With 50 Color Plates of Classical Stage Costumes, by a Victim of the French Revolution


(Paris: Drouhin, 1790). 265 x 205 mm. (10 3/8 x 8"). Two volumes. FIRST EDITION.

VERY ATTRACTIVE CONTEMPORARY MARBLED CALF, GILT IN A NEOCLASSICAL DESIGN, covers with a cresting palmette frame featuring ornate urn ornaments at corners, flat spine divided into compartments by Greek key roll, floral spray centerpieces, one green and one black label, marbled endpapers. With 55 PLATES OF COSTUMES designed by Philippe Chéry and engraved by Pierre-Michel Alix, 50 of these PRINTED IN COLOR, five in black and white (a couple of these with color highlights applied by hand), and with a color portrait of the author (from the 1802 edition) tipped in at front. Colas 717; Hiler, p. 542; Lipperheide 3203; Cohen-de Ricci 227; Brunet IV, 1135. One corner worn to board, joints and extremities lightly rubbed, but the bindings lustrous and generally very attractive. First volume slightly browned throughout, second volume occasionally so, volume II with two-inch marginal stain to upper gutter, affecting four quires and six plates (but not touching text or images), two plates with pen marks in margins, touching lettering but not image, other trivial defects, but still an excellent copy internally, the colors especially clear and pleasing,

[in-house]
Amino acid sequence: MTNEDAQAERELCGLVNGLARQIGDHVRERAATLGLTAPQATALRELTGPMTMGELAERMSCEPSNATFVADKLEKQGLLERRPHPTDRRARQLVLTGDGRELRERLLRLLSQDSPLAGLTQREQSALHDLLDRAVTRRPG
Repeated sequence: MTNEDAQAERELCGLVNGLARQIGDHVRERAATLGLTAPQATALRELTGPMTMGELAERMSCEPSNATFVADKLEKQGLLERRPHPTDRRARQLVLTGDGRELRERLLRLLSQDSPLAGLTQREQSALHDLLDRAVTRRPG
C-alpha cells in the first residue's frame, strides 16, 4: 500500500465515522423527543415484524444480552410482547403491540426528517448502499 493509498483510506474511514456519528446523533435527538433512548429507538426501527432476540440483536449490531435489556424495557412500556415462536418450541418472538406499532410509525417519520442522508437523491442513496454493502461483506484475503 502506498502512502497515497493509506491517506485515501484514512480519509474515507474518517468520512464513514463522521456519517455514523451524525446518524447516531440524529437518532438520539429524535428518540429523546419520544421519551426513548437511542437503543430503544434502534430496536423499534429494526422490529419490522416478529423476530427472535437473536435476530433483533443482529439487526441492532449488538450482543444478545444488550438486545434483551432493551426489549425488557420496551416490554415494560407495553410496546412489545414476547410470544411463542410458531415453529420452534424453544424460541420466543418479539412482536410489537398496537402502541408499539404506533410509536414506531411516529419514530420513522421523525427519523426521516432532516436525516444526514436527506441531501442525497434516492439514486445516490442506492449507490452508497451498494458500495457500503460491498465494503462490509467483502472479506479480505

This is an elegant production, with the Neoclassical binding being the perfect complement to the color engravings of ancient Greek and Roman costumes that illustrate the present history of theatrical attire. In the two volumes here, theater critic and historian Jean Charles Le Vacher de Charnois (1749-92?) covers Classical tragedies and comedies as well as later interpretations of these dramas by playwrights including Racine. Le Vacher de Charnois intended a series of books encompassing, as the title indicates, theatrical costumes from all nations and from the ancient to the modern; however, the French Revolution interrupted his scheme, and as a monarchist, he was imprisoned in 1792 for his writings in support of the aristocracy. It was long thought that he had died in the massacres at the Abbaye prison in September of that year, but later research indicates that he may have been executed during the Reign of Terror in 1794. The artists who illustrated this work were at the opposite end of the politcal spectrum. Painter Philippe Chéry (1759-1838) studied with Jacques-Louis David, and adopted his master's passionate support for the Revolution as well as his Neoclassical style. Engraver Pierre-Michel Alix (1762-1817) was a specialist in color printing best known for his portraits of leaders of the French Revolution, and later of Napoleon and First Empire dignitaries. While the handsome binding here is unsigned, the palmette roll on the covers is very similar (but not identical) to one used by Bozerian (see Culot, "Jean-Claude Bozerian," roll #44 and plate #XXIV). Perhaps our binder had trained in that atelier, as the design and workmanship are certainly of that level.